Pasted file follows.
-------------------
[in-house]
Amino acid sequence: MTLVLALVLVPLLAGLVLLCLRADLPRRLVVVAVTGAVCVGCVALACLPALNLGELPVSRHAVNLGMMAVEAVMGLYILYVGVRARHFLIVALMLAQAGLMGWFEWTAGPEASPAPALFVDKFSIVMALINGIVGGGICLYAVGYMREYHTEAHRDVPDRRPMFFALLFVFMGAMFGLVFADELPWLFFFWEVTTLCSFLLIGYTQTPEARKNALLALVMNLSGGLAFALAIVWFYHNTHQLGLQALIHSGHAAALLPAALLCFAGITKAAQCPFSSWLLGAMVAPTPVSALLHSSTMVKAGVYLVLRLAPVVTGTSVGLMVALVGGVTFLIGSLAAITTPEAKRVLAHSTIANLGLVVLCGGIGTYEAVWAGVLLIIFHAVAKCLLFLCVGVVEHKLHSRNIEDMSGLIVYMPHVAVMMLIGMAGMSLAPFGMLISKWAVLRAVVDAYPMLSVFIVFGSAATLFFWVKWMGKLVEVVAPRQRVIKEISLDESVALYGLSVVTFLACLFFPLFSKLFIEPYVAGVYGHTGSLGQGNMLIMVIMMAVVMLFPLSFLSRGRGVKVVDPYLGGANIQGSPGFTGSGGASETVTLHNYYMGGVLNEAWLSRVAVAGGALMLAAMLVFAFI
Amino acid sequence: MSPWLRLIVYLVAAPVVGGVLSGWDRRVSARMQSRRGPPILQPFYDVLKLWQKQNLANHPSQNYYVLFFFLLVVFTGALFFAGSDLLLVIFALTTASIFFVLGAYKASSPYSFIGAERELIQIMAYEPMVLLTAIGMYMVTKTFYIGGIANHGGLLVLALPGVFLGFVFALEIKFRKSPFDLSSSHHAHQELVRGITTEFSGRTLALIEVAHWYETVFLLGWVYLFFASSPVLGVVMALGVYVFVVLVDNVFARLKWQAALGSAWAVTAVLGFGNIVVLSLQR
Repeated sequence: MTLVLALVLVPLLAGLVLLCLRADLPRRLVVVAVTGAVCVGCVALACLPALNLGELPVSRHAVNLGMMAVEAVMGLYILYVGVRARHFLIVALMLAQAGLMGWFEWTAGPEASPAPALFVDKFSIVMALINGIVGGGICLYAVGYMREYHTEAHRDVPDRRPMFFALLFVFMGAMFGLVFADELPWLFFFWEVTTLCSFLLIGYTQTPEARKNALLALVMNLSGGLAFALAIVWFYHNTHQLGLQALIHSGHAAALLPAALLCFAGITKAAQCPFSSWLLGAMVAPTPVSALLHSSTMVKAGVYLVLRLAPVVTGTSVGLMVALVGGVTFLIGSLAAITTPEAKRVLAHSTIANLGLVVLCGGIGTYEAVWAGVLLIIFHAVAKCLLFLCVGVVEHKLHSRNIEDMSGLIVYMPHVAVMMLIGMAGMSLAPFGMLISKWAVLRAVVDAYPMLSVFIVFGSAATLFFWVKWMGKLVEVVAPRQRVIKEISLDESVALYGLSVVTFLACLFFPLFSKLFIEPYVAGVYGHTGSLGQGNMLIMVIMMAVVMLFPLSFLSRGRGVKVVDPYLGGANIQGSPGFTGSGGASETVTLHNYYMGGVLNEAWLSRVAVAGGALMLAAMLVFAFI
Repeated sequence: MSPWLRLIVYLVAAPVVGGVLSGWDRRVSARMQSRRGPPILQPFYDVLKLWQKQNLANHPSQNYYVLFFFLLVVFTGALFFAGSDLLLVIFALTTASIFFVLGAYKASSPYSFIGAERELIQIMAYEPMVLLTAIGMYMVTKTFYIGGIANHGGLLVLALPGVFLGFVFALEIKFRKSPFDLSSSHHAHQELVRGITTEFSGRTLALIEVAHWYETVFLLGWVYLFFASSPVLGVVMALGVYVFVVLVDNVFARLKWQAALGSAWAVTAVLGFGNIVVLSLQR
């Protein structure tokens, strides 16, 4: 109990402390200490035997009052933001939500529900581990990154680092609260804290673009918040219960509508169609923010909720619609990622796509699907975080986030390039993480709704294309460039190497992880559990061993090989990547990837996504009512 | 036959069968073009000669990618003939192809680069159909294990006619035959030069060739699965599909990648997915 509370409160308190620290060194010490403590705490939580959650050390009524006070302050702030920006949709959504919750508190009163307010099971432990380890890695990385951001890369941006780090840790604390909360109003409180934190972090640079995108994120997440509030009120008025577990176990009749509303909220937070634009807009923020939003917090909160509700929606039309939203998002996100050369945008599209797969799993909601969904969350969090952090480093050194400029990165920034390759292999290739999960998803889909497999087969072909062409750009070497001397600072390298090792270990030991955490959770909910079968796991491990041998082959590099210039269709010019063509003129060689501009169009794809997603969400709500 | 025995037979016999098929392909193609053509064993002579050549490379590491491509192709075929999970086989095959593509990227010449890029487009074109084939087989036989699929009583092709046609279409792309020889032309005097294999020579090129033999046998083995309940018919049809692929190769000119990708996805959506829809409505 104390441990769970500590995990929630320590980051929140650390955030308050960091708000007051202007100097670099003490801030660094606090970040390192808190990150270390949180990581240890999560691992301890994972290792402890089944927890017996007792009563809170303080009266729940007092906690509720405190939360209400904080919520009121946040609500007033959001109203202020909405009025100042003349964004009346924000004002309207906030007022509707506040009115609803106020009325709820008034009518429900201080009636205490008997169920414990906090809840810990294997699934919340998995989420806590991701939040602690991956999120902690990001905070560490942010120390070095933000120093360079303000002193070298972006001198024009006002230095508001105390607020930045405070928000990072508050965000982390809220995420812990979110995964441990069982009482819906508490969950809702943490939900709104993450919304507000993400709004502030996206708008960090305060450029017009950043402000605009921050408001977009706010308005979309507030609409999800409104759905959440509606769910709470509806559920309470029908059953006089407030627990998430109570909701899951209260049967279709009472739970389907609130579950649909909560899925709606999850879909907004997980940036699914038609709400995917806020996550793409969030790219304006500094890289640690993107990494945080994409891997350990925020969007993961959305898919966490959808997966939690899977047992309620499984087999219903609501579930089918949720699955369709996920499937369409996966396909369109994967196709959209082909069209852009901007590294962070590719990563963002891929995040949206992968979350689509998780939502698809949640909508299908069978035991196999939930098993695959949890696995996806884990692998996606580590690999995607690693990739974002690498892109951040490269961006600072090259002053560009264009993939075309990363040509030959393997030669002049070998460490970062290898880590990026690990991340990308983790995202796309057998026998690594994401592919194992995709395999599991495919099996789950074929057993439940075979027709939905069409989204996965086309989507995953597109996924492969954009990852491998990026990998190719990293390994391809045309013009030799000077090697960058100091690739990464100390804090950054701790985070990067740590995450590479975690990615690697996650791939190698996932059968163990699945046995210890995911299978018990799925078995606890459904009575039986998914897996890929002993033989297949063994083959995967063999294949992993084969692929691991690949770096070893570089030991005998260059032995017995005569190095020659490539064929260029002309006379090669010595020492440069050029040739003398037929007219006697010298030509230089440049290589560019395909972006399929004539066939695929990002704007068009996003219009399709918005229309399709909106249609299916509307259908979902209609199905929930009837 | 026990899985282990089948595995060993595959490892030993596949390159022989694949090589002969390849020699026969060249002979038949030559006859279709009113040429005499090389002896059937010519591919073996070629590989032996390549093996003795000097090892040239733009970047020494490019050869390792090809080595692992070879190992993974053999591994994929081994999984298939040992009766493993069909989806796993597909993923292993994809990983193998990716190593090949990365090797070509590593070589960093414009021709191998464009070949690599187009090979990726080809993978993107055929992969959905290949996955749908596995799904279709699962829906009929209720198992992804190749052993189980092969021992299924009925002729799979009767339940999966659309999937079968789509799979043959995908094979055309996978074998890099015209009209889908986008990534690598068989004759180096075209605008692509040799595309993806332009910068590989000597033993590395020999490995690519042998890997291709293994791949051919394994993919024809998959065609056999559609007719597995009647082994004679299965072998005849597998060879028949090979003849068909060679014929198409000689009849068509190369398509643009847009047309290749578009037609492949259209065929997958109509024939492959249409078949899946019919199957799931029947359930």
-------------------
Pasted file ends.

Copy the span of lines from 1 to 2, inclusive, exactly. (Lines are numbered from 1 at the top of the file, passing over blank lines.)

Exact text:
[in-house]
Amino acid sequence: MTLVLALVLVPLLAGLVLLCLRADLPRRLVVVAVTGAVCVGCVALACLPALNLGELPVSRHAVNLGMMAVEAVMGLYILYVGVRARHFLIVALMLAQAGLMGWFEWTAGPEASPAPALFVDKFSIVMALINGIVGGGICLYAVGYMREYHTEAHRDVPDRRPMFFALLFVFMGAMFGLVFADELPWLFFFWEVTTLCSFLLIGYTQTPEARKNALLALVMNLSGGLAFALAIVWFYHNTHQLGLQALIHSGHAAALLPAALLCFAGITKAAQCPFSSWLLGAMVAPTPVSALLHSSTMVKAGVYLVLRLAPVVTGTSVGLMVALVGGVTFLIGSLAAITTPEAKRVLAHSTIANLGLVVLCGGIGTYEAVWAGVLLIIFHAVAKCLLFLCVGVVEHKLHSRNIEDMSGLIVYMPHVAVMMLIGMAGMSLAPFGMLISKWAVLRAVVDAYPMLSVFIVFGSAATLFFWVKWMGKLVEVVAPRQRVIKEISLDESVALYGLSVVTFLACLFFPLFSKLFIEPYVAGVYGHTGSLGQGNMLIMVIMMAVVMLFPLSFLSRGRGVKVVDPYLGGANIQGSPGFTGSGGASETVTLHNYYMGGVLNEAWLSRVAVAGGALMLAAMLVFAFI